Monday, June 9, 2014

Some backyard archaeology

We're enjoying some hot summer weather up here in the north, and that means that I spend more time doing yardwork than painting miniatures. There is an old, small sand quarry on our property which gives out very fine sand, perfect for 6mm models. In the quarry there are remains of an old tar burning pit, which we discovered when we moved here in the early 90's. The pit has been badly mauled by tractors getting sand, so the form of the pit was never apparent. We only recognized the pit from a pipe running out of a mound in the sand and the bits of burnt wood scattered about.

The tar pipe sticking out of the ground. Back in the day the pipe would have been made of wood. I guess this tar pit is from the first half of the 20th century.
Finns have historically had an abundance of pine forests and tar was the area's main export for centuries as long as the world's navies depended on the stuff. Britain was a big buyer of Finnish tar and there's a story that during the Crimean war when Finland, being part of Russia and also at war with Britain, was attacked by the British navy. The British ships sailed to Oulu, the tar capital of Finland and made landfall. There was a big tar magazine there and the Finnish people explained to the British that all this tar was already bought and paid for by the British navy and it was just waiting for the war to be over to be shipped to England. The Brits, believing this to be a ruse burned down the magazines, burning down their own tar.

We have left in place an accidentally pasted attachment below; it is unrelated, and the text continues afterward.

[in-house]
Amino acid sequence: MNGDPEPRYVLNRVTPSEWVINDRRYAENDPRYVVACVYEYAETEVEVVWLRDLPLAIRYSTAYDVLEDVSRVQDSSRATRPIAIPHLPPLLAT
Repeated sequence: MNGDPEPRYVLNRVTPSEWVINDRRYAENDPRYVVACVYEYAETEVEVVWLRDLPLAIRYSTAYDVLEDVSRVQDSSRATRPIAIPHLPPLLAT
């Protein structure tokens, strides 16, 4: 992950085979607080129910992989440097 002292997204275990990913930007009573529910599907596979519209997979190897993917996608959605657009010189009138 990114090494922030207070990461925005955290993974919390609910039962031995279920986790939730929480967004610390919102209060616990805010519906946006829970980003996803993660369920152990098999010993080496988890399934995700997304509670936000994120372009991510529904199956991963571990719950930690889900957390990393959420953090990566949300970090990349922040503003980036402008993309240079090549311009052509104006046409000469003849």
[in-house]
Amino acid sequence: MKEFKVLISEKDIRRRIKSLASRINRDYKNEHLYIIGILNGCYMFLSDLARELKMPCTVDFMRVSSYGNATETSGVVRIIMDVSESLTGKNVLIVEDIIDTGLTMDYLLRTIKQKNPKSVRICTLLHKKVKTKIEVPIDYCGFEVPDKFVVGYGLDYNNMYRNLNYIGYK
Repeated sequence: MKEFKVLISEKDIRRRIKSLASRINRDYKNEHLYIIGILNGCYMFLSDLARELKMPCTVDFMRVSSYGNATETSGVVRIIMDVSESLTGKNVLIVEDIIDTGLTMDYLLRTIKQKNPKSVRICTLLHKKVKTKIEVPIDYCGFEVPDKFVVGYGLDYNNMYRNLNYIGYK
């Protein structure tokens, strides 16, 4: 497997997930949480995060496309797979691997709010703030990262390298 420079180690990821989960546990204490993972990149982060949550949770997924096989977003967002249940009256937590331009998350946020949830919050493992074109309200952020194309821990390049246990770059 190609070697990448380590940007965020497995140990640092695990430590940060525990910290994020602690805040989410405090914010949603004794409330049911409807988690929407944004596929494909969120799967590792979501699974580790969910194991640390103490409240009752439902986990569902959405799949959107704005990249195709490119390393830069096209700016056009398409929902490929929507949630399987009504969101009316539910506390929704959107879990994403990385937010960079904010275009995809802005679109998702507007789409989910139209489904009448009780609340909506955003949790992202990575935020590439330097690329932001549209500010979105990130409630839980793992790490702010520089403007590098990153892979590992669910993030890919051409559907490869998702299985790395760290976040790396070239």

To make tar, first you dig a funnel shaped pit in sandy ground with a pipe in the bottom to let the accumulating tar out. Then you pile pieces of suitable tar pine to make a mound on top of the sand funnel. The mound is then covered with earth to keep air out.

A tar pit in the old days. The one I was digging must have been much smaller than this.
The process is to burn the mound slowly from the sides, heating up the mound but not allowing it to burst into flames. When heat builds up in the low oxygen environment, the pine does not start burning but rather starts to slowly sweat tar. This tar then seeps to the bottom of the pit and is drained from the pipe. The wood itself is reduced into charcoal in the process and can then be used by blacksmiths or people barbecuing.

Anyway, decades ago I spotted a fragment of smooth rock at the pit, which looked like it had been worked on with human hands. Turns out it was a piece of an old millstone which has broken down. Having no use for a broken millstone, I left it there and forgot about it. Fast forward to this spring, I finally thought I'd dig up the stone to use it as decoration in my yard, as a millstone like that can easily be a hundred years old or more. To my disappointment I only found a couple of parts of the stone which I hauled back home with me.